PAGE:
Former House pages try to save program from elimination

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Brendan Smialowski/AFP/Getty Images

A view of the US Capitol Building in Washington, DC.

Leaders of the U.S. House of Representatives announced this week they are ending the nearly 200-year-old House page program. Now, some former pages have started a campaign to keep the program running.

The House program, which began in the 1820s, allows high school students to serve as messengers and perform other errands for members of the House of Representatives.

In an announcement this week, Speaker John Boehner (R-Ohio) and Minority Leader Nancy Pelosi (D-Calif) said they could no longer justify the program's $5 million expense because improvements in technology have left the pages with little to do.

U.S. Capitol Page Alumni Association President Jerry Papazian, who served as a page in the early 1970s, acknowledged that pages probably aren't as busy as he was three decades ago. His duties at that time included answering phone calls in the House Republican cloak room. House members now have their own cell phones.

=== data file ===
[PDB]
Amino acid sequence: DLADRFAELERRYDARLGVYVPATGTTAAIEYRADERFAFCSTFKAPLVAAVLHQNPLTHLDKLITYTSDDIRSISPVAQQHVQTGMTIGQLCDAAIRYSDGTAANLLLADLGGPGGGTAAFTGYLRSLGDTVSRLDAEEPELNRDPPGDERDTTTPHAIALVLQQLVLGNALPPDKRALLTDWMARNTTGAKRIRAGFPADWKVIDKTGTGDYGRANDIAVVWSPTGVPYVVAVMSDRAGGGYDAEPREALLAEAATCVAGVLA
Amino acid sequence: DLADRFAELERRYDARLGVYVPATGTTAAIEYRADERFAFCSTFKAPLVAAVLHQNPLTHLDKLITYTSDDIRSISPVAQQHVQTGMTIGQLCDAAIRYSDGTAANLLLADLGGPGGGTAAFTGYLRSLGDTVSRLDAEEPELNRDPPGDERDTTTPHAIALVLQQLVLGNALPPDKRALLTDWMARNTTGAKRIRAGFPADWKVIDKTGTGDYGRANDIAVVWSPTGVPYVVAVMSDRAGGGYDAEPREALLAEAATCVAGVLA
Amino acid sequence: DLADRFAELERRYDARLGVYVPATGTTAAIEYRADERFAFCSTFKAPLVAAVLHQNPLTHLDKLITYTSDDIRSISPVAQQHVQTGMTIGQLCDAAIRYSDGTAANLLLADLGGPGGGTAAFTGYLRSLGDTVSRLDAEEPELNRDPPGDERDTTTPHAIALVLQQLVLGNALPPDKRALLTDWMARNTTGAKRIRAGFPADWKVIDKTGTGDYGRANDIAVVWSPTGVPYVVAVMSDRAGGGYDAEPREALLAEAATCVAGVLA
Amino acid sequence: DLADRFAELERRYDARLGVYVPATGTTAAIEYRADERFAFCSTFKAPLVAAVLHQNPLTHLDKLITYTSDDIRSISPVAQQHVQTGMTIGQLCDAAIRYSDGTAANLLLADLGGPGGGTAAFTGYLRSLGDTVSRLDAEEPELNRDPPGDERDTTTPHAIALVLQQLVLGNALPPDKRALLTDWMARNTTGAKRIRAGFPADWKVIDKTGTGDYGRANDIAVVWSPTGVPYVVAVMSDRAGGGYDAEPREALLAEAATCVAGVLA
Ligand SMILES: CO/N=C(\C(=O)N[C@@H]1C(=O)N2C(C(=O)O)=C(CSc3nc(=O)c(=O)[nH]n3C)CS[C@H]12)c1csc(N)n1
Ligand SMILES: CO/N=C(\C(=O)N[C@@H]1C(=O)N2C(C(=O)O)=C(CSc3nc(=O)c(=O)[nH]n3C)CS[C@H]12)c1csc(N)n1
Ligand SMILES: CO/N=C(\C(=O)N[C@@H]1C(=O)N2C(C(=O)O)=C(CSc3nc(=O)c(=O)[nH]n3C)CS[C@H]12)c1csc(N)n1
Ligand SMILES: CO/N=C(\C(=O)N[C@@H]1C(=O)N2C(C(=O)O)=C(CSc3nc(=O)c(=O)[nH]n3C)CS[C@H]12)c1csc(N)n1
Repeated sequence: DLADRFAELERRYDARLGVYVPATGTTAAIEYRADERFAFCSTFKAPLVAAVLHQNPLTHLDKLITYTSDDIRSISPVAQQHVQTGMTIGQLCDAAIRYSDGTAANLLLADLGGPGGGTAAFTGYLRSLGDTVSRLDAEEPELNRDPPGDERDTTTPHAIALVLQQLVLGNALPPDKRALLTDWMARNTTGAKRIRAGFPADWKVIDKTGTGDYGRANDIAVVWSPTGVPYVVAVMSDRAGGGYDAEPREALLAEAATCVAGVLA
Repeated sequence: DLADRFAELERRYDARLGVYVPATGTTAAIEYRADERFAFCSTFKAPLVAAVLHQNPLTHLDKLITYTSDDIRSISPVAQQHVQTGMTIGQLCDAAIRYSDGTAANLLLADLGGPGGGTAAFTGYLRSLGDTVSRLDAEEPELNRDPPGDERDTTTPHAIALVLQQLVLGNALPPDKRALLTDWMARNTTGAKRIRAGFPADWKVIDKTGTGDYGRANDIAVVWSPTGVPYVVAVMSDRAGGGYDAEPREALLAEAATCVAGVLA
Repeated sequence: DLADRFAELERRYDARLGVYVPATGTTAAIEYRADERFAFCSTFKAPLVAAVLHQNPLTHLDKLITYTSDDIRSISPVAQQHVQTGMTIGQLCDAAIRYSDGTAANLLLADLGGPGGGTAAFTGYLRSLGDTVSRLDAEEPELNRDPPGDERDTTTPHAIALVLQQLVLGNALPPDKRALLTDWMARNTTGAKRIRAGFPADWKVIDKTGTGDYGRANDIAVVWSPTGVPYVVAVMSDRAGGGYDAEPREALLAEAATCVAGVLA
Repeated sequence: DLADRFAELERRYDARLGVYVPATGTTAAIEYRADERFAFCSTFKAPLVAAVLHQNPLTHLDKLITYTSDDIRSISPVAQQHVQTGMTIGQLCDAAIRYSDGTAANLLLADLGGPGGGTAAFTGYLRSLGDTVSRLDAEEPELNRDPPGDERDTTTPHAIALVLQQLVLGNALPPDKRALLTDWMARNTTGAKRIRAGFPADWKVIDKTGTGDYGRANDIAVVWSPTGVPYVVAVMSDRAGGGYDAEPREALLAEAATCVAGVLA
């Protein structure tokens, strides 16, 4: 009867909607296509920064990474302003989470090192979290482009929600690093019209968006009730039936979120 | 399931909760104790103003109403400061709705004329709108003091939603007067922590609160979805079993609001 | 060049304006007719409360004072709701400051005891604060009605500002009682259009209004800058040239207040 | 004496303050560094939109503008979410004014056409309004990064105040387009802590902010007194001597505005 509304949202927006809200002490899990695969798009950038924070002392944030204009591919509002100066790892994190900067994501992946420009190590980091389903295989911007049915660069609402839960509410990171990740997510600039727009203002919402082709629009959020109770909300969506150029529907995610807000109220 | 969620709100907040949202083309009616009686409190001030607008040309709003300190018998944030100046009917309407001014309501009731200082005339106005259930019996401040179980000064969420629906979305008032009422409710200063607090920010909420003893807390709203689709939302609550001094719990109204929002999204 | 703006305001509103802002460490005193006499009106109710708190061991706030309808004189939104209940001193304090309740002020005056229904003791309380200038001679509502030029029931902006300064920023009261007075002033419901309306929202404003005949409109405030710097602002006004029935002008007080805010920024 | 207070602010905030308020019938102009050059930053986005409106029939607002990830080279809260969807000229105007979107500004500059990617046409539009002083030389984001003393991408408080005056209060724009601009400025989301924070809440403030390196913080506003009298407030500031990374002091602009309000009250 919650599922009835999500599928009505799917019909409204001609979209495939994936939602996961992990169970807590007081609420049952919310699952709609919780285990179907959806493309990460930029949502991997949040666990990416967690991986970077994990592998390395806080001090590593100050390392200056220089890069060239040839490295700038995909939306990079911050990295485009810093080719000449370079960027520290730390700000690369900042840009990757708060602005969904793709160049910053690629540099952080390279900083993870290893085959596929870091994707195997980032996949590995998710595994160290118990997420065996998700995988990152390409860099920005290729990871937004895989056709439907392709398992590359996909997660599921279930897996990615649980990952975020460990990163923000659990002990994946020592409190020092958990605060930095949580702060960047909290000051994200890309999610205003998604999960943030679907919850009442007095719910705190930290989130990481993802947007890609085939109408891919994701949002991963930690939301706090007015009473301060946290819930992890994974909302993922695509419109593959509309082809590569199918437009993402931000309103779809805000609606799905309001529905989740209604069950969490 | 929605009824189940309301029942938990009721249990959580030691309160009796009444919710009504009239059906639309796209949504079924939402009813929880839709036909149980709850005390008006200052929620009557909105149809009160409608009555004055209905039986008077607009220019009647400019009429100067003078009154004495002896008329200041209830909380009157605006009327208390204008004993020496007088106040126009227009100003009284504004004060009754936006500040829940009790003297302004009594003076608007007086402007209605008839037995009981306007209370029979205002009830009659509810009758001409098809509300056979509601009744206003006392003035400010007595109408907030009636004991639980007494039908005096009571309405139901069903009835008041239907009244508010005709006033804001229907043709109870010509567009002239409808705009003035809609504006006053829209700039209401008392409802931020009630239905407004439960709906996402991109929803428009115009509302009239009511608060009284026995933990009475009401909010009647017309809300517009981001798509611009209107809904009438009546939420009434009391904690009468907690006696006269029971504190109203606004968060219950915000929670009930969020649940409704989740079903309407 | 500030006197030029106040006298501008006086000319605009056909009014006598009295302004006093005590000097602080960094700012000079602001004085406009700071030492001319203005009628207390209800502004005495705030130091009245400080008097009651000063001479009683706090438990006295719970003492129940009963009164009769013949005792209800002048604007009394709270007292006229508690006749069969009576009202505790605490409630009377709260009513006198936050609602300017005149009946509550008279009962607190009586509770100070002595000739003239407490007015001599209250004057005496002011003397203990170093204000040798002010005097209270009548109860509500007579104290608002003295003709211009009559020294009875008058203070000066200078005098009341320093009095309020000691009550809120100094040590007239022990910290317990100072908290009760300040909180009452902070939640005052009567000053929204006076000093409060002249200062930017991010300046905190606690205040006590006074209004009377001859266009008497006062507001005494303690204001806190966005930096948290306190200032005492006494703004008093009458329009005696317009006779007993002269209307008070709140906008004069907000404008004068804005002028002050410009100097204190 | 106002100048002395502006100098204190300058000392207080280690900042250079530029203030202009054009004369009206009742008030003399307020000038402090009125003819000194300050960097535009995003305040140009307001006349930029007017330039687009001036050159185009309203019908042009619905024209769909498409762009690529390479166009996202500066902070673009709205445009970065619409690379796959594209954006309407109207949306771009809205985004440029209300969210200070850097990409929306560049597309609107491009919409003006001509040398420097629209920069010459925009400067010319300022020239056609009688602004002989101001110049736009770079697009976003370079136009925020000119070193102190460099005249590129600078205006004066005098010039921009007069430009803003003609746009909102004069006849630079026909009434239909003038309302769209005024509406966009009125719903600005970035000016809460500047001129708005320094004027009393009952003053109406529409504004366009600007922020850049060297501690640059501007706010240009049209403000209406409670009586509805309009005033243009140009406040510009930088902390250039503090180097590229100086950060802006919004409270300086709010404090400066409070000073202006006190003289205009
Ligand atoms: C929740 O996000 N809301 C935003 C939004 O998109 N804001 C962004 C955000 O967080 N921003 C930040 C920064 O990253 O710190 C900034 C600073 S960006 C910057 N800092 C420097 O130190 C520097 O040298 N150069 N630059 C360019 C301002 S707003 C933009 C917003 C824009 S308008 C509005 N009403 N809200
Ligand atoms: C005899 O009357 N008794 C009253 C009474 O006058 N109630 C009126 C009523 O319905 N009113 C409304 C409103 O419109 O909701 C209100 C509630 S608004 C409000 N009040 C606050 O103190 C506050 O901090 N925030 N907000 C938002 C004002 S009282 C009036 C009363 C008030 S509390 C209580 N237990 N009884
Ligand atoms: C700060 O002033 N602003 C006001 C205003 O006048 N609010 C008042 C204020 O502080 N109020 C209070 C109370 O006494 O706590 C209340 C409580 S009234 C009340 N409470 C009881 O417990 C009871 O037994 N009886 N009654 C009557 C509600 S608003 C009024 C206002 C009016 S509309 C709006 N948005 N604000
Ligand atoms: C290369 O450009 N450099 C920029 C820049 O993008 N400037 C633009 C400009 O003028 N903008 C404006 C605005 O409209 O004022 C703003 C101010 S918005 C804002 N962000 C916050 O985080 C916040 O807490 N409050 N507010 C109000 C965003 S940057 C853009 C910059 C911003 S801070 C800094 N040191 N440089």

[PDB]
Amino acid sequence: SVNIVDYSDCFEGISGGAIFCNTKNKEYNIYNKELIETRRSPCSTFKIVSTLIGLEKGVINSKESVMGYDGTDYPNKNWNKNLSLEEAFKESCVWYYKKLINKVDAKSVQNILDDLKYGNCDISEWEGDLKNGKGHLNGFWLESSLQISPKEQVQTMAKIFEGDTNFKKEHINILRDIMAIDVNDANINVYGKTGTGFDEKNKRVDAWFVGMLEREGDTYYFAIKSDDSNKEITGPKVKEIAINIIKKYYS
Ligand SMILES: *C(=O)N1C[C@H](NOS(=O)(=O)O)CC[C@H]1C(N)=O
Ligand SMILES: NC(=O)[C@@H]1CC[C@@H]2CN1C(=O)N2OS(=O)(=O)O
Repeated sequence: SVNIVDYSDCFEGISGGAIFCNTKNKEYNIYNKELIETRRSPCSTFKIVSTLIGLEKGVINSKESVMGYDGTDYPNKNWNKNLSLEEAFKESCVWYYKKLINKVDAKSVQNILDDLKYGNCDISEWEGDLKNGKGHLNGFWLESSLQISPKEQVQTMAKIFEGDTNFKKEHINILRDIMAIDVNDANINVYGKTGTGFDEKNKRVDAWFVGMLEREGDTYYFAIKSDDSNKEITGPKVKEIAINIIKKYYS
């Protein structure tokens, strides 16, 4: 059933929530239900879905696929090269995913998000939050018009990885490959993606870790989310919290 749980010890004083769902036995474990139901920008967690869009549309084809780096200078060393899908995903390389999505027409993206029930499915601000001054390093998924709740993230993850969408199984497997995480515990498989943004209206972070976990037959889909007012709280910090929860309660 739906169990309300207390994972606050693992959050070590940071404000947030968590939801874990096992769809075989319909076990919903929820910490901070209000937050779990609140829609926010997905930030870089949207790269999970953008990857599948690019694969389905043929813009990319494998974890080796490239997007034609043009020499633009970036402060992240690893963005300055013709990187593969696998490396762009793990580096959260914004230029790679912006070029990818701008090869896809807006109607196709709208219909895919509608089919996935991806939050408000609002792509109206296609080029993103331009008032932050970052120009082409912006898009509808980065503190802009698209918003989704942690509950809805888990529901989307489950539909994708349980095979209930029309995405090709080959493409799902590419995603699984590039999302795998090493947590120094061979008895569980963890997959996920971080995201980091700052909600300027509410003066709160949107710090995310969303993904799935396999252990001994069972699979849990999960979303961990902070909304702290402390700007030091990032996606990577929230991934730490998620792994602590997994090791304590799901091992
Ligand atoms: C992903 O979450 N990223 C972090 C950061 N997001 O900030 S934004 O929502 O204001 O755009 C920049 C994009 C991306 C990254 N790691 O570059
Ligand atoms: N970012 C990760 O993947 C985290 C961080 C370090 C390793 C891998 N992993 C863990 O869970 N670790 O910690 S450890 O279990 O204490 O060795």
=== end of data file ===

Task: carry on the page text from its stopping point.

But he said a recent trip to D.C. showed there's still a need for the pages. "It had just been announced that the pages were going to be gone for two weeks in between sessions and the staff members were concerned that the person lowest on the totem pole would be then responsible for what the pages would normally do," Papazian said.

He said the program should be modernized and ending it is like "throwing the baby out with the bathwater."

Some former pages have started an online petition to save the program. Papazian's group also plans to talk with House leadership about keeping the program running.

The U.S. Senate, meanwhile, is keeping its page program.

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